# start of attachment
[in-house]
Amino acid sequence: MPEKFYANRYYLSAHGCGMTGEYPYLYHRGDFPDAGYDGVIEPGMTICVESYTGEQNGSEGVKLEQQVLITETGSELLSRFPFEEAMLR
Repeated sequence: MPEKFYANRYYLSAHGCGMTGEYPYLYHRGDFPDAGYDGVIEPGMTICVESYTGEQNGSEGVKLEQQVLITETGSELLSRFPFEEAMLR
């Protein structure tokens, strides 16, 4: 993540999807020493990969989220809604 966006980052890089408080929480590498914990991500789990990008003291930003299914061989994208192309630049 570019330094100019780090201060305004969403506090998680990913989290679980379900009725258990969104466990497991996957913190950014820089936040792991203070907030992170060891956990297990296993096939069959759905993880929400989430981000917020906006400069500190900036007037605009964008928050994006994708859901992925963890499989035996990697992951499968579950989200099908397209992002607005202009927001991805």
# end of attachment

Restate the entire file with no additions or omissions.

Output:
[in-house]
Amino acid sequence: MPEKFYANRYYLSAHGCGMTGEYPYLYHRGDFPDAGYDGVIEPGMTICVESYTGEQNGSEGVKLEQQVLITETGSELLSRFPFEEAMLR
Repeated sequence: MPEKFYANRYYLSAHGCGMTGEYPYLYHRGDFPDAGYDGVIEPGMTICVESYTGEQNGSEGVKLEQQVLITETGSELLSRFPFEEAMLR
């Protein structure tokens, strides 16, 4: 993540999807020493990969989220809604 966006980052890089408080929480590498914990991500789990990008003291930003299914061989994208192309630049 570019330094100019780090201060305004969403506090998680990913989290679980379900009725258990969104466990497991996957913190950014820089936040792991203070907030992170060891956990297990296993096939069959759905993880929400989430981000917020906006400069500190900036007037605009964008928050994006994708859901992925963890499989035996990697992951499968579950989200099908397209992002607005202009927001991805």